As far as your bees "doing nothing"...I am sure if you crack the whip, they'll do much more for you...Maybe they're all inside the hive with the screened bottom board because they have 100 times the territory to defend??? :D Chill... Our opinions obviously differ...and again, my BAD for inadvertently making what came across as a blanket statement for Florida. It was intended to by "in MY experience". Bee-52...Perhaps you'd like to give some lessons in how you want posters to "quantify" their results???
 

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What this discussion is really about is ventilation. I have screened bottom boards with a routed slot below where I slide in a solid board for the winter. I am reading with interest the different views.

Bees in Miami, I find it interesting that you are going AWAY from screened bottom boards. We certainly have our share of SHB's here, but have found that keeping the hives on the crowded side keeps the little buggers under control, so I have not found that a screened bottom board contributes to SHB infestation.

Do you use a bottom entrance or just a top entrance? If not how do you maintain a chimney effect?

Phil
 

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Philip...I tried to keep the conversation based on the original questions...but the OP has still not responded to moisture questions. I only offered what has worked for me, in a high humidity, high moisture environment. As I said to the OP, with my set ups, I have never had a moisture problem.

I myself, have had less success with screened bottoms. The queens don't lay full frames, and stay away from at least an inch of the bottom of frames... And yes, I am going BACK to solid bottoms. Yes, I maintain a bottom entrance, which is the primary entrance to the hive. Almost all my hives at the moment are fully opened at the bottom. A few weaker hives are still getting a bit of reducer "aid". If a few bees decide to use the top groove in the inner cover as an upper entrance, that is up to them , but not encouraged or discouraged by me. (It's just the groove from a typical inner cover...with the outer telescoping cover pushed to the back.) I didn't even realize they were using it as an upper entrance until I saw the edges rounded...much like a reducer that has been left in the entrance too small, for too long. I 100% agree, a strong bee population is without a doubt, THE best control for SHB's....NO question. I do not in any way say that screened bottoms 'contribute' to SHB problems...But from my experiences, solid bottom hives have performed better (for ME, at least!). I use beetle blasters with mineral oil...I tried the street sign thing with borax, etc...I still go back to blasters.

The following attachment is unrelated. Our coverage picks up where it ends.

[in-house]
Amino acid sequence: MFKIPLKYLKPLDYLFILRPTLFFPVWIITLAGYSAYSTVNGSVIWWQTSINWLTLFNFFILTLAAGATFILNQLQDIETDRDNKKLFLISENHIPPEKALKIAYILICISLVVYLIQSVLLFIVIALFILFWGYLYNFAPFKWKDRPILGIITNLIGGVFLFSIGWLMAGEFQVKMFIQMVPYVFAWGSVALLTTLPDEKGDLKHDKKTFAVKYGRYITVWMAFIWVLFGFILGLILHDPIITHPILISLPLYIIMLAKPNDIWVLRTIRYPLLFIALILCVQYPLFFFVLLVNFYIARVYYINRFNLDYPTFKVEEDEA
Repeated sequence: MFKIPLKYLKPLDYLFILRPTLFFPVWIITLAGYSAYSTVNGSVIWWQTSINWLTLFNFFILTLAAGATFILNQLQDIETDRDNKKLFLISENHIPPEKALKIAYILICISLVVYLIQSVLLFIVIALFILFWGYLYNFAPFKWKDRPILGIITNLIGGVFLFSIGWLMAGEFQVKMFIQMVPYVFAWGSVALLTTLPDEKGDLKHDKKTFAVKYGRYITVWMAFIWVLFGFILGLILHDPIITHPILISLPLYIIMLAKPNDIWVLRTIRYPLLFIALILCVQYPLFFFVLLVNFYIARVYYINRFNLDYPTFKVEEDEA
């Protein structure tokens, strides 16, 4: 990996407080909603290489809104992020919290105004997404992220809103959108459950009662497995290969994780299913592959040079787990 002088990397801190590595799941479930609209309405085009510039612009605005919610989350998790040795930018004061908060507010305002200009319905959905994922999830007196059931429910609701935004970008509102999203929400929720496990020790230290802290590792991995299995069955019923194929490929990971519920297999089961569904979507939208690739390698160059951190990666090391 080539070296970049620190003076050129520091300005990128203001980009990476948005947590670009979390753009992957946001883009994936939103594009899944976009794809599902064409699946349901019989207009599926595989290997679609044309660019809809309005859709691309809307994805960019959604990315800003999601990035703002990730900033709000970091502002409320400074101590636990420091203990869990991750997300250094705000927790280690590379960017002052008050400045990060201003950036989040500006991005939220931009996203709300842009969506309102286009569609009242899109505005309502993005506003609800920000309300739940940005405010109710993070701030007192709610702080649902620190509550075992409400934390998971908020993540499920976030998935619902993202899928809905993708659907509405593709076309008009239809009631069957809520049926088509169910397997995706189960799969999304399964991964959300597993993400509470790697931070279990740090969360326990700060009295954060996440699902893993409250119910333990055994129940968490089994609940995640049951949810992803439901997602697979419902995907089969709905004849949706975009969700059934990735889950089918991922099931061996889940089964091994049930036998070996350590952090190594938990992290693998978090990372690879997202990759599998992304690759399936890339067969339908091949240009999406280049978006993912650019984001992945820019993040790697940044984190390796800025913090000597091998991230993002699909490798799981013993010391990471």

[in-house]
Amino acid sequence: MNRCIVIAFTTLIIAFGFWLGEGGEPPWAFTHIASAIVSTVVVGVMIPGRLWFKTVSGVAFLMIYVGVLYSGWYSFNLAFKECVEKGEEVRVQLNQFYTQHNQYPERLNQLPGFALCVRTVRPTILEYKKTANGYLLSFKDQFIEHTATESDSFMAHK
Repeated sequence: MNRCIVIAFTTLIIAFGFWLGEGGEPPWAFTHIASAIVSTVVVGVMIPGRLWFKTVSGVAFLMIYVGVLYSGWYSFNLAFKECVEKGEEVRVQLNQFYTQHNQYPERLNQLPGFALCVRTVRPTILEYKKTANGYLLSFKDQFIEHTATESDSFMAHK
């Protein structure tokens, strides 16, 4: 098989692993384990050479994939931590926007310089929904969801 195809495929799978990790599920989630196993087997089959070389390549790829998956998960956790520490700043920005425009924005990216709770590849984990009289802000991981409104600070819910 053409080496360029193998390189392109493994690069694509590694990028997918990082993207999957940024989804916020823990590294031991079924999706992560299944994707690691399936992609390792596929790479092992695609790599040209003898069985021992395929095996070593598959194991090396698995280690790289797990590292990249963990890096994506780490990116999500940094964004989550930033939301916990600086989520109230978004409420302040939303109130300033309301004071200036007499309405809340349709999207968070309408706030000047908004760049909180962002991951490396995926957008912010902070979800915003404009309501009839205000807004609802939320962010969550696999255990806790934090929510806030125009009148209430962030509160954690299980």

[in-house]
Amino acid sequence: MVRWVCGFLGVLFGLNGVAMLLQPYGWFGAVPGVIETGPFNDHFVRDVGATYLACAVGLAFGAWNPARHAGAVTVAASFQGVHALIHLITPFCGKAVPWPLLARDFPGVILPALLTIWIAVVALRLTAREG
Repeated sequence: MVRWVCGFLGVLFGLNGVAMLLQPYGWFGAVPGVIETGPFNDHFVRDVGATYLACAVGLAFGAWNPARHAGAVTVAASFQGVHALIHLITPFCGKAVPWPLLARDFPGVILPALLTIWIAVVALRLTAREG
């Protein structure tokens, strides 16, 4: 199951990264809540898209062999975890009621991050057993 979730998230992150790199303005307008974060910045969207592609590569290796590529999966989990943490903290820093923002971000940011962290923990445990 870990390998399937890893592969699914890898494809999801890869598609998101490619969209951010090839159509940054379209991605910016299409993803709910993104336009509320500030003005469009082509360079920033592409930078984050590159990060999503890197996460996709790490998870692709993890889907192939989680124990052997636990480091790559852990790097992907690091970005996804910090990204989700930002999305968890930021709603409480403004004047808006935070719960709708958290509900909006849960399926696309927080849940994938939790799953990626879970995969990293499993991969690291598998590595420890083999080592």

A STRONG hive solves all problems...
 

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Almost all my hives at the moment are fully opened at the bottom.
Ok, now seriously, I'm not trying to 'bash' anybody by just asking to clarify a point. So you are ventilating your hive through the enlarged bottom entrance. However, bees don't have to guard the bottom board, but now they have that large entrance opening to protect. University of Florida study showed greater honey yields with reduced entranced. So there might be something to it. And again, as far as the probability of SHB getting into the hive, both are pretty much equal and are around 100%. There is a reason why they use #8 hardware cloth on the bottom board, but if you don't believe in the reasoning behind it, you can always use smaller mesh to prevent anything but a flea from getting through.

That being said, I also believe that if you found something that works for you - you should stick with it. There are a lot of variables to consider, and if the sum of all those variables equals to a healthier and more productive colony while using a solid board then so be it.
 

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<snip>
I will also add...if you have hive beetles as much as I do, you are giving the bees ALL that much more space to defend from those boogers! Screened bottom boards don't keep beetles out.
<snip> I do not in any way say that screened bottoms 'contribute' to SHB problems...But from my experiences, solid bottom hives have performed better (for ME, at least!).
BIM, I'm not trying to give you a hard time by any means, but those are somewhat conflicting statements. If screened bottom boards cause the bees to have "much more space to defend" would not that be contributing to the beetle problem? Expending resources for guarding beetles is part of the beetle problem...it takes workers away from caring for brood and from honey production.

As for the bottomboards, I currently have eight hives and use solid, screened, and screened with oil tray. I've had bearing(?) issues for several weeks now on basically all of the hives, regardless of screening or not, though I think the open screened bottom ones are having a bit less.

Ed

Ed
 

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Just make sure the entrance for the solid board is facing backwards. We inspected a hive once with a screen bb Above A Solid With Both Entrances Facing forwards.

The hive had swarmed and the Virgin flew between the boards when returning from her mating flight...the space between was full of brood and no brood 80 the hive noxes. The single layer of screen allowed enough communication that the queen thought she was in the hive...And the hive felt queenright.

Deknow

SBB or Solid? I use both at once because I like having a convenient way to do sticky boarding.